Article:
What You Can Learn From An Instructor
Hard to believe, but this will be the fourth year for the contest.
This is one of the events that I look forward to each year. The reason is because I know that we are going to find not only good instructors, but instructors who are inspiring in the classroom and in everyday life.
Past WinnersThe News’ first Instructor of the Year was Ben Engelking, owner of B.R. Engelking Co. Inc. HVACR Training School in Brier, Wash. Since establishing the program in 1989, Engelking has turned out more than 3,500 students. But these aren’t just any students. Engelking uses the Industry Competency Exam (ICE) to test his students on refrigeration. The average test score of his students is 93.75 percent. The national average for the refrigeration portion of ICE is 59.56 percent.
Engelking’s philosophy emphasizes hands-on learning and what he calls the “Discovery Approach to Education.” This approach involves very little lecture and a whole lot of equipment training, which he believes helps students absorb the knowledge faster and retain it longer.
Engelking would like other instructors to adopt his philosophy and said his goal “is to become the hub of HVACR education in the Northwest.”
Wright took his teaching job specifically to help tackle the technician shortage. He started the HVACR program at Green Mountain from scratch. He found the donations for his lab, recruited his students, and gained the support of local contractors and industry in order to make his new program a success.
But Wright is more proud of the impact he has been able to have on his students from a personal perspective. He shares with his students that the industry is a way of life that requires pride, devotion, and selflessness. Wright not only teaches his student the technical aspects of the trade, but what they need as an individual to succeed.
“I would teach customers how their systems work,” said Parker. “And they said I should be an instructor.”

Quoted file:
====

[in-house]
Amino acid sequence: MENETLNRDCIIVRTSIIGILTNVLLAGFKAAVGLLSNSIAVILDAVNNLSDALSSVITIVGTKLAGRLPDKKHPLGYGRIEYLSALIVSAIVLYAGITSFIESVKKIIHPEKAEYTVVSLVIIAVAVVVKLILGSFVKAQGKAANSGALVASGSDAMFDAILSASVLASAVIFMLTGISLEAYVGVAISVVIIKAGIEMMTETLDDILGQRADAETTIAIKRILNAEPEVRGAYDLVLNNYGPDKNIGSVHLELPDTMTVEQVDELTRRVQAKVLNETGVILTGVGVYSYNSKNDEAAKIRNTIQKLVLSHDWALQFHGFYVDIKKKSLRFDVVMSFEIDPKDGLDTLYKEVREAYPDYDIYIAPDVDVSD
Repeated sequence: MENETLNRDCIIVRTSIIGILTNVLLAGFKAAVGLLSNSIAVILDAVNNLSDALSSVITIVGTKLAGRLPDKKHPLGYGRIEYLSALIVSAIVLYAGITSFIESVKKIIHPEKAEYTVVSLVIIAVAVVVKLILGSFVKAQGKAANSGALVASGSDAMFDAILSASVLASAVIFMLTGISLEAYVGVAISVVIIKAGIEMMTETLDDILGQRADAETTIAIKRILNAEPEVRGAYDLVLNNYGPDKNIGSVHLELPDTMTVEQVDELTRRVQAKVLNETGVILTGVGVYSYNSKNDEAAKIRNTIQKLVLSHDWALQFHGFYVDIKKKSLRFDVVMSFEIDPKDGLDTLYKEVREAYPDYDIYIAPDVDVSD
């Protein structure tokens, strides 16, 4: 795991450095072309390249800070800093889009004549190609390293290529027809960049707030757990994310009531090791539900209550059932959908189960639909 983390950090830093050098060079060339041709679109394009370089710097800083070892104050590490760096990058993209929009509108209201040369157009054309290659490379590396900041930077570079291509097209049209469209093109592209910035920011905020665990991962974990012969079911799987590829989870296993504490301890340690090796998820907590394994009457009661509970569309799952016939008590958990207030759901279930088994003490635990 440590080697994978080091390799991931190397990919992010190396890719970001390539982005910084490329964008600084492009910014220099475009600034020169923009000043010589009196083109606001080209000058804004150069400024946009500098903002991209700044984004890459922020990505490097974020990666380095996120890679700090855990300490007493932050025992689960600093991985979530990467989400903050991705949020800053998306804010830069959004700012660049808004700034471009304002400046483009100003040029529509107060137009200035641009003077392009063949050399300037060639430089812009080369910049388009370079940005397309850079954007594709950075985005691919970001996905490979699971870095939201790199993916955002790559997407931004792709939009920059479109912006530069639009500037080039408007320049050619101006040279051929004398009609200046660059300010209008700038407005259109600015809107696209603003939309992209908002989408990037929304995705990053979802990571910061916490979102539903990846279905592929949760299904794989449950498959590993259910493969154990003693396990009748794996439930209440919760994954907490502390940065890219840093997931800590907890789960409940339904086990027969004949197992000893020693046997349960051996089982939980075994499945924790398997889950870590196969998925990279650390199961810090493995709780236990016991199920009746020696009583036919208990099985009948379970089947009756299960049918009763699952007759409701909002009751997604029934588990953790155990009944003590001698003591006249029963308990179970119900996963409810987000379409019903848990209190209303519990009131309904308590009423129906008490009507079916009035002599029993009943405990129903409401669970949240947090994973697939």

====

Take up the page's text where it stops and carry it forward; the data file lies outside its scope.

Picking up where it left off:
When the previous instructor at John A. Logan left the program, Parker decided to take that advice. But Parker faced an uphill battle. John A. Logan had obtained a less than favorable reputation in the Carterville area. Many contractors would not take students from the program because they felt the education they received was less than adequate.
Within a year, Parker took the college HVACR program and turned it around. He completely rebuilt the equipment lab and approached local industry for support. He promised local contractors that big changes were on the way. Parker made good on his promise, and now local industry is back on board, hiring students from John A. Logan College.
Just The BeginningThis is just a quick recap of the previous winners. There is no possible way to list all of their qualifications and accomplishments and the reasons why they were chosen for the award. But if I had to pick one thing they all had in common, I would say that Engelking, Wright, and Parker have all demonstrated commitment. Not only commitment to the HVACR industry, but commitment to those who want to learn. These instructors care about people. They care about their students, the contractors who will hire these students, and the customers who will welcome them into their homes and businesses as service technicians.
And The News has proof that these instructors are on the right track.
Duke Giraud, a former student of Engelking’s, said, “Ben teaches you the fundamentals and does a very good job at that, but what a person gets most is encouragement. Taking Ben’s courses has changed my life and my family’s for the better. I no longer work dead-end jobs and have tripled my income.”
Each year when The News starts its Instructor of the Year contest, we receive comments like these from many former and current students who want to nominate an educator for the award. Comments like Giraud’s are the reason behind The News’ desire to honor the industry’s best teachers every year. Not only does this give much-deserved recognition to the instructor, it gives our contractor readers an opportunity to see an essential piece of the HVACR industry in action.
If there were no HVACR instructors, you could probably still find someone and train them to install or service a system. But when you find a qualified technician who knows a system forwards and backwards, you need to thank an HVACR instructor.
If there is an instructor you would like to thank, The News is now accepting nominations for the fourth annual Instructor of the Year contest. A nomination form can be found on page 22 of this issue of The News or online at The News home page.
The deadline for nominations is June 20, 2003. The winning instructors will be recognized in an October issue.
James J. Siegel is training & education editor. He can be reached at 248-244-1731; 248-362-0317 (fax); firstname.lastname@example.org.
Publication date: 04/21/2003